IRS Form 941 Explained - 2023 Updates
Employers are responsible for keeping track of taxes for themselves, the business, and their employees to ensure compliance with the IRS tax code, and one of the tax forms that are utilized to manage payroll taxes is form 941.
IRS form 941 is the employer’s quarterly federal tax return form that is used for determining their tax liability owed to the IRS.
TABLE OF CONTENTS
- IRS form 941 must be completed by the last day of each quarter of the year, including March 31, June 30, September 30, and December 31. In the case that the last day of the month falls on a Saturday, Sunday, or legal holiday, form 941 can be completed the following day.
- If the Social Security and Medicare taxes on Form 941 differ by fractions of cents from the total on your payroll records due to rounding up or down each time you worked on the payroll for an individual employee, you must adjust the amounts you reported to correct the tax liability.
- Taxpayers with a monthly deposit schedule must use Part 2 of Form 941 to report the combined sum of withheld federal income taxes, Social Security, and Medicare taxes for each month. Employers with a semiweekly depositing schedule must instead use Section B (Form 941).
What Is IRS Tax Form 941?
IRS tax form 941 is the employer’s quarterly federal tax return form that helps them determine how much they owe in taxes to the IRS. Within this form, the employer can report the wages paid to their employees and the tips reported by their employees. Additionally, form 941 is used to report employment taxes, such as federal income tax withheld, Social Security and Medicare tax withheld, and the employer’s share of Social Security and Medicare tax.
Every time an employer files form 941, they must report:
- The total number of employees
- The total wages paid
- The amount of withheld taxes
Using these amounts, they can follow the instructions to calculate what is owed to the IRS.
Do I Need To File A Separate Form 941 For Every Quarter?
Yes, IRS form 941 must be completed before the end of every quarter to be accurately considered by the IRS.
The four quarters of the year are as follows:
- Quarter 1: January – March
- Quarter 2: April – June
- Quarter 3: July – September
- Quarter 4: October – December
This form is due by the final day of the quarter, so each quarter the four forms must be submitted before the deadlines of March 31, June 30, September 30, and December 31 respectively. In the case that the last day of the month falls on a Saturday, Sunday, or legal holiday, the tax return can be filed the following day. See chapter 11 of Publication 15, (Circular E), Employer’s Tax Guide for a full list of legal holidays.
Guideline for Depositing Taxes
Employers are generally required to deposit their taxes instead of paying the tax liability at the time the return is filed. You can file for an additional 10 days after the due date of the return if you have deposited your taxes on time.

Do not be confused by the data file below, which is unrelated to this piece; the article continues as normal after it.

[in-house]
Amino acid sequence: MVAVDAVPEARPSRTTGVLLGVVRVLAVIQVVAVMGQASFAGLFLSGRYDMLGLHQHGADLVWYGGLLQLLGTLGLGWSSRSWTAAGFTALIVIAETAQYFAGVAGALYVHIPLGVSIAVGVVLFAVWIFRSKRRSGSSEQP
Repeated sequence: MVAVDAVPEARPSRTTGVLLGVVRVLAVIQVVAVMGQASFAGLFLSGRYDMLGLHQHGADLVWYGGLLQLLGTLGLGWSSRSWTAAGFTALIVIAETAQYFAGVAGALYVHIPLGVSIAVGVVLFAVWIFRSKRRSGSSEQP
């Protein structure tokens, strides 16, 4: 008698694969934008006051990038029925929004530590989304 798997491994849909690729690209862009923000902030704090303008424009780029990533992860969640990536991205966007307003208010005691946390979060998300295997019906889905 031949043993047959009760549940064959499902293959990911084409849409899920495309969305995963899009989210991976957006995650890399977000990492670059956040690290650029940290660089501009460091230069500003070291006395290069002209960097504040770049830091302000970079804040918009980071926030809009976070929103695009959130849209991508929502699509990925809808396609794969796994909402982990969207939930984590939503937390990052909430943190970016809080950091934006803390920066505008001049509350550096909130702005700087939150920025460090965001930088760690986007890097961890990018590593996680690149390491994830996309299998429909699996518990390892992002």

Adjustments and Corrections
If the Social Security and Medicare taxes on Form 941 differ by fractions of cents from the total on your payroll records due to rounding up or down each time you worked on the payroll for an individual employee, you must adjust the amounts you reported to correct the tax liability. The corrected difference that must be subtracted or added from the taxes can be reported on the fractions-of-cents line on form 941. An adjustment line can also be used if you were unable to withhold Social Security and Medicare taxes from reported tips or employee wages for sick leave.
Calculating Tax Liability
The tax liability can be calculated by adding the federal income tax withheld, Social Security, and Medicare taxes on form 941 and then making the appropriate adjustments and corrections to find the net total of taxes you owe for the current quarter. If your quarterly tax liability amounts to more than $2,500, use part 2 of form 941 to complete the tax liability if you schedule your deposits monthly.
If you have a semi-weekly deposit schedule and file form 941, your tax liability must be reported using Schedule B (Form 941), Report of Tax Liability for Semiweekly Schedule Depositors. The IRS uses part 2 of form 941 and Schedule B (Form 941) to determine if employment taxes were deposited on time.
Taxpayers with a monthly deposit schedule are required to use Part 2 of Form 941 to report the combined sum of withheld federal income taxes, Social Security, and Medicare taxes for each month.
The taxpayers who deposit semiweekly must report the combined federal income taxes, Social Security, and Medicare taxes owed for each day on Schedule B (Form 941).
If you want professional help to ensure you reported your payroll taxes correctly, consult with a tax professional at Ideal Tax to feel confident in the accuracy of your return.